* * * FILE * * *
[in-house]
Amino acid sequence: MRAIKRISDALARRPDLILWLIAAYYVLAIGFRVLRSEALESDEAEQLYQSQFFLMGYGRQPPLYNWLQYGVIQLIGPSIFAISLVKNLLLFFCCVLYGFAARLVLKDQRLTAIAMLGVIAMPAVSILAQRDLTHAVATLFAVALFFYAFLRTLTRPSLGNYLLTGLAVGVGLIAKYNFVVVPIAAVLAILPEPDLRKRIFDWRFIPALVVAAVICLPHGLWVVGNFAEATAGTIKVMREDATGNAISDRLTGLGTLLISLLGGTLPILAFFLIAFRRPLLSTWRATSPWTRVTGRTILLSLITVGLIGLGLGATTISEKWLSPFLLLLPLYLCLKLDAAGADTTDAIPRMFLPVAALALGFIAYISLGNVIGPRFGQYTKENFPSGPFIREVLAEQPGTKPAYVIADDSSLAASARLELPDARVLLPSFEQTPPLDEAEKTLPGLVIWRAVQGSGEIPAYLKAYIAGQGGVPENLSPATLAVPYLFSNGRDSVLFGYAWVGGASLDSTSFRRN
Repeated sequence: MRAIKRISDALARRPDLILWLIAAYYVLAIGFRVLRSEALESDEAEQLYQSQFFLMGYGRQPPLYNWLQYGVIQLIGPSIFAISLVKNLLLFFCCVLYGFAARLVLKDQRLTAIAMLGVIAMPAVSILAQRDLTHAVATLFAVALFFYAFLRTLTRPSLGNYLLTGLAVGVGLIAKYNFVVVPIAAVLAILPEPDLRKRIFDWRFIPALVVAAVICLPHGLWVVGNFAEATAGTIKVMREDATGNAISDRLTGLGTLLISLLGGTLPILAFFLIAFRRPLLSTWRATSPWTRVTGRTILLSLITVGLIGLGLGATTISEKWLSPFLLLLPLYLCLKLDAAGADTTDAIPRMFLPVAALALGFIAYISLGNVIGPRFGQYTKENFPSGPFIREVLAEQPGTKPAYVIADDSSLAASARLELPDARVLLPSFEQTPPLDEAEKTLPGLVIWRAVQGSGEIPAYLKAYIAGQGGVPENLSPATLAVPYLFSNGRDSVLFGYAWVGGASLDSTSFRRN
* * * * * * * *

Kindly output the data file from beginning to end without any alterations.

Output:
[in-house]
Amino acid sequence: MRAIKRISDALARRPDLILWLIAAYYVLAIGFRVLRSEALESDEAEQLYQSQFFLMGYGRQPPLYNWLQYGVIQLIGPSIFAISLVKNLLLFFCCVLYGFAARLVLKDQRLTAIAMLGVIAMPAVSILAQRDLTHAVATLFAVALFFYAFLRTLTRPSLGNYLLTGLAVGVGLIAKYNFVVVPIAAVLAILPEPDLRKRIFDWRFIPALVVAAVICLPHGLWVVGNFAEATAGTIKVMREDATGNAISDRLTGLGTLLISLLGGTLPILAFFLIAFRRPLLSTWRATSPWTRVTGRTILLSLITVGLIGLGLGATTISEKWLSPFLLLLPLYLCLKLDAAGADTTDAIPRMFLPVAALALGFIAYISLGNVIGPRFGQYTKENFPSGPFIREVLAEQPGTKPAYVIADDSSLAASARLELPDARVLLPSFEQTPPLDEAEKTLPGLVIWRAVQGSGEIPAYLKAYIAGQGGVPENLSPATLAVPYLFSNGRDSVLFGYAWVGGASLDSTSFRRN
Repeated sequence: MRAIKRISDALARRPDLILWLIAAYYVLAIGFRVLRSEALESDEAEQLYQSQFFLMGYGRQPPLYNWLQYGVIQLIGPSIFAISLVKNLLLFFCCVLYGFAARLVLKDQRLTAIAMLGVIAMPAVSILAQRDLTHAVATLFAVALFFYAFLRTLTRPSLGNYLLTGLAVGVGLIAKYNFVVVPIAAVLAILPEPDLRKRIFDWRFIPALVVAAVICLPHGLWVVGNFAEATAGTIKVMREDATGNAISDRLTGLGTLLISLLGGTLPILAFFLIAFRRPLLSTWRATSPWTRVTGRTILLSLITVGLIGLGLGATTISEKWLSPFLLLLPLYLCLKLDAAGADTTDAIPRMFLPVAALALGFIAYISLGNVIGPRFGQYTKENFPSGPFIREVLAEQPGTKPAYVIADDSSLAASARLELPDARVLLPSFEQTPPLDEAEKTLPGLVIWRAVQGSGEIPAYLKAYIAGQGGVPENLSPATLAVPYLFSNGRDSVLFGYAWVGGASLDSTSFRRN